Most travellers are unlikely to get specialist training for serious incidents but rest assured that by knowing what they are, understanding they might happen to you and having a basic response plan (for example, understanding the “Drop, Cover, Hold” procedure in earthquake-zones) we are in a great position to come out the other side in one piece.
We advise the following four steps for any incident and it was reassuring to hear a talk by a Brussels airport-bombing survivor in which he described the same process:
Stay calm – this allows you to think about next steps rationally and allows your instincts to work. It is often overlooked how important our instincts can be for our wellbeing.
Be a survivor – think what we need to do to survive, nothing is worth risking being seriously injured or killed for. Nearly every survivor of a serious incident will recount how they put a plan into effect to get themselves into a safer position.
Get to a safe place – whether protection from the danger or somewhere you can recover after the event has passed. This place should offer you a level of protection against further threat.
Communicate – get help and advice and let a professional help you understand what has happened and what steps you should consider next.
Travel safety has been a passion of mine for a number of years now and I am a firm believer in good preparation, both through my own experience and also developing client programmes. Much of a travel risk management process is about putting structure in place to support organisations and decision makers and the small section of training and education is often poorly implemented with uninspiring content or lacking altogether.
As no support structure can replace an individual understanding their own personal risk or help them deal with a situation as it unfolds around them, I firmly believe that training not only helps produce safer, less stressed and more productive travellers, it is also a fundamental component of a comprehensive duty of care package. Part of taking responsibility for yourself is ensuring that your company is also taking responsibility for you while you’re working or travelling under their auspices, and this includes being given adequate resources and training to allow you to prepare for a safe and secure business trip. If there’s one thing you do when you finish reading this article, it’s make sure you understand what your company currently does to support you not just while you’re travelling abroad, but while you are preparing for that travel, too: do they subscribe to a travel security service and do they provide travel safety training? After all, travel starts at home.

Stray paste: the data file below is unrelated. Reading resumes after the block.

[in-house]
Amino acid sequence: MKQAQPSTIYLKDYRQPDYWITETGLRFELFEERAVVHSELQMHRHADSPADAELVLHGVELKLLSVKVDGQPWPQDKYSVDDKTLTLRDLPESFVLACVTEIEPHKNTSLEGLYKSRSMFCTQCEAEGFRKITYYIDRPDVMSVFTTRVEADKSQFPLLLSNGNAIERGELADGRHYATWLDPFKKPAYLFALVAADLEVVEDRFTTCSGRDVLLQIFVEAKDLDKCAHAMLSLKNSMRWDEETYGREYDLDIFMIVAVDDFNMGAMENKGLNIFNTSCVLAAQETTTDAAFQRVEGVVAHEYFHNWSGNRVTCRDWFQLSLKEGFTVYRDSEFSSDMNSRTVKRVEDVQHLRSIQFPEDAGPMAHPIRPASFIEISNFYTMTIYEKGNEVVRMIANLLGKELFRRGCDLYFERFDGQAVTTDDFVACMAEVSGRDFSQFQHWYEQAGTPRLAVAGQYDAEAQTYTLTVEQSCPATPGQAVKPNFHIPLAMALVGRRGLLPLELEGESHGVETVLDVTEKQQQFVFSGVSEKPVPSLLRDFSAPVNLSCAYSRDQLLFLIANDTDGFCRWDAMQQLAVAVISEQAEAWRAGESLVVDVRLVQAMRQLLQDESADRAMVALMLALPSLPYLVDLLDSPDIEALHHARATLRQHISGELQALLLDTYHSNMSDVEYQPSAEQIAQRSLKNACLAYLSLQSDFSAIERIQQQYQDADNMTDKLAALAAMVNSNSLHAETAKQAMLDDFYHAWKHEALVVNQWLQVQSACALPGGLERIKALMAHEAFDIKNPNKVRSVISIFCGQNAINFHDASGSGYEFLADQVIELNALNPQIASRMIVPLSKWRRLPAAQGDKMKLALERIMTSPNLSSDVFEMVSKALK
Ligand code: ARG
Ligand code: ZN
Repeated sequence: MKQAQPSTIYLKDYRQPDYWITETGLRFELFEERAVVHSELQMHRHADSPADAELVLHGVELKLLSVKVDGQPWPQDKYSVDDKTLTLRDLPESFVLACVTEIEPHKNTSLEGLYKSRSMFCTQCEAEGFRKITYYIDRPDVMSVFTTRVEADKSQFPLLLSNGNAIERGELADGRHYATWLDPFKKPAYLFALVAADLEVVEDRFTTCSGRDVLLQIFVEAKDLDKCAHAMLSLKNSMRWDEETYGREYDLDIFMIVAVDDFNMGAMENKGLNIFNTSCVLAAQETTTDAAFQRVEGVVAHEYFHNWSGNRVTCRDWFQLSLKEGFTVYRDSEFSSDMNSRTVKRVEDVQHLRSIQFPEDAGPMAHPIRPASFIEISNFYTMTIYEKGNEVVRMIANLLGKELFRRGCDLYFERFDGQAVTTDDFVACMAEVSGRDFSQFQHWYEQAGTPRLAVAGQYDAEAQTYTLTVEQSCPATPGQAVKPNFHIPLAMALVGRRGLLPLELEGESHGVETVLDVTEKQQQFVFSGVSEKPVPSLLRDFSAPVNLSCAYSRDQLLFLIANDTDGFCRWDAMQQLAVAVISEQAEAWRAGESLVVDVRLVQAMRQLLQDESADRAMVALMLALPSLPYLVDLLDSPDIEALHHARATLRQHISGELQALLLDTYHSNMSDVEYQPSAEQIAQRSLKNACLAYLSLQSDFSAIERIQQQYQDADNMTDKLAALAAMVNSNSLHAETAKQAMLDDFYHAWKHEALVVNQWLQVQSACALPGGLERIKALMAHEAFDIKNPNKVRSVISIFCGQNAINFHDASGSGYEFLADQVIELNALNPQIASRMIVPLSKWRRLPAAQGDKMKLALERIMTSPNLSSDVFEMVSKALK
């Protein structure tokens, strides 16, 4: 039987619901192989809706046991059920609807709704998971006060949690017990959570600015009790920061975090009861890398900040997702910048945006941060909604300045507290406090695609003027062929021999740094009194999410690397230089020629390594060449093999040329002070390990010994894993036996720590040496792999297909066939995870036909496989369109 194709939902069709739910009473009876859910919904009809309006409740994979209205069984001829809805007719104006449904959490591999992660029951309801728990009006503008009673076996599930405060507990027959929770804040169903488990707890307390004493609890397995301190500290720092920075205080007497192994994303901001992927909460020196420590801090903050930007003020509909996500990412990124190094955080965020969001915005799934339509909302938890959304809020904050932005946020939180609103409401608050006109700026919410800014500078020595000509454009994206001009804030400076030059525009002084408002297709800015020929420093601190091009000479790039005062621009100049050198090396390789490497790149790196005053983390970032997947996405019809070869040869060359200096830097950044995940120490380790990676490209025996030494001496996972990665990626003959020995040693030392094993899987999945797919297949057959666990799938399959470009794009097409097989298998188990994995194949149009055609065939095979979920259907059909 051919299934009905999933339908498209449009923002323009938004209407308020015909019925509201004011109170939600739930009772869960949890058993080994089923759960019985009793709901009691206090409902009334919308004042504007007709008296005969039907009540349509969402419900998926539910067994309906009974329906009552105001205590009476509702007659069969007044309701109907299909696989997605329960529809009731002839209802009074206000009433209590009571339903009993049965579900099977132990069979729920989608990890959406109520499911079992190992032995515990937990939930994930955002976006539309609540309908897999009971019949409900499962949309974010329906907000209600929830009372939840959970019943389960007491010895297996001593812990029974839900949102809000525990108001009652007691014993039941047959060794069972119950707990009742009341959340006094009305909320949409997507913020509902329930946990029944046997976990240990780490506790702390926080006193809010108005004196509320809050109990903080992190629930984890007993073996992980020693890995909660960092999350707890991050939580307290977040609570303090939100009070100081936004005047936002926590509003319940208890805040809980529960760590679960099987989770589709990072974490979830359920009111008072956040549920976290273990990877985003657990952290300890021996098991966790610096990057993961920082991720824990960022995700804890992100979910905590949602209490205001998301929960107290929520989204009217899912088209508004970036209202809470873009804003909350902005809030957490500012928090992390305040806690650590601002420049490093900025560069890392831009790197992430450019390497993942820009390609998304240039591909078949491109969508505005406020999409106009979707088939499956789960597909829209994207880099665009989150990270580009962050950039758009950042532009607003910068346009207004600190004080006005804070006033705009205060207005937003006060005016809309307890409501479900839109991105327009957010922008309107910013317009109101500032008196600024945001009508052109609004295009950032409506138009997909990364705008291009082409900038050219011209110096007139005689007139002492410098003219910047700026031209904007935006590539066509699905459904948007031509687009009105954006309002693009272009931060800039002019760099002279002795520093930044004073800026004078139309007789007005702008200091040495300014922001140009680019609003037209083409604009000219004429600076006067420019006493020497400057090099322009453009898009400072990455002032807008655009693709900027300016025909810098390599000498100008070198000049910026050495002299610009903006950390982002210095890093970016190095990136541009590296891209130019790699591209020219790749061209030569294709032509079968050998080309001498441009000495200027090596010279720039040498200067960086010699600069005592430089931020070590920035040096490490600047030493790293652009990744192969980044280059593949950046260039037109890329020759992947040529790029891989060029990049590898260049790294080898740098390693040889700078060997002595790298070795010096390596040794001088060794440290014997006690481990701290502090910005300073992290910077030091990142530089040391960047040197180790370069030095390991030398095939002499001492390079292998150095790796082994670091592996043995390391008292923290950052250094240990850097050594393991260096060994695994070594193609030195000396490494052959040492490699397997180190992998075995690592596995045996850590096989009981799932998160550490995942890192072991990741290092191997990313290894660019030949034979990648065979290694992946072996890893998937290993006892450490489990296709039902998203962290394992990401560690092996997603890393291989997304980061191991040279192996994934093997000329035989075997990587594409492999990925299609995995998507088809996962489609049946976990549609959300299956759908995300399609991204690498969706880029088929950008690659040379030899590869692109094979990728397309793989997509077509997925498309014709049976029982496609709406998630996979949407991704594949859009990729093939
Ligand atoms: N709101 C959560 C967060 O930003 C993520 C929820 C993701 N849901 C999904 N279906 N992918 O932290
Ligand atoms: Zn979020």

About the Author
Sophie Harwood is the Women Traveller Advisor for beTravelwise. She specialises in travel risk mitigation strategies for women travellers. She is passionate about other cultures and has lived and worked in Zimbabwe, India, China, France and the USA. She spent several years working as a Security Risk Analyst for a Fortune 100 investment bank and as a Training Manager for a travel security consultancy. She has a BA (Hons) from University College London, an MA from King’s College London, a diploma from the University of Paris, and is currently working on her doctorate (researching women and war) at the University of Leeds.
beTravelwise offers a range of specialised training courses designed to support professional organisations in their travel risk management programmes. The training courses help clients educate their travellers about the travel risks they may face and how to avoid them. beTravelwise provides practical and cost-effective training solutions suitable for every destination, not just those designated high risk. Training seminars cover the key considerations for health, security, culture, road safety and individual preparation. By sharing relevant knowledge in an engaging way, beTravelwise promotes safe travel practices and policy compliance.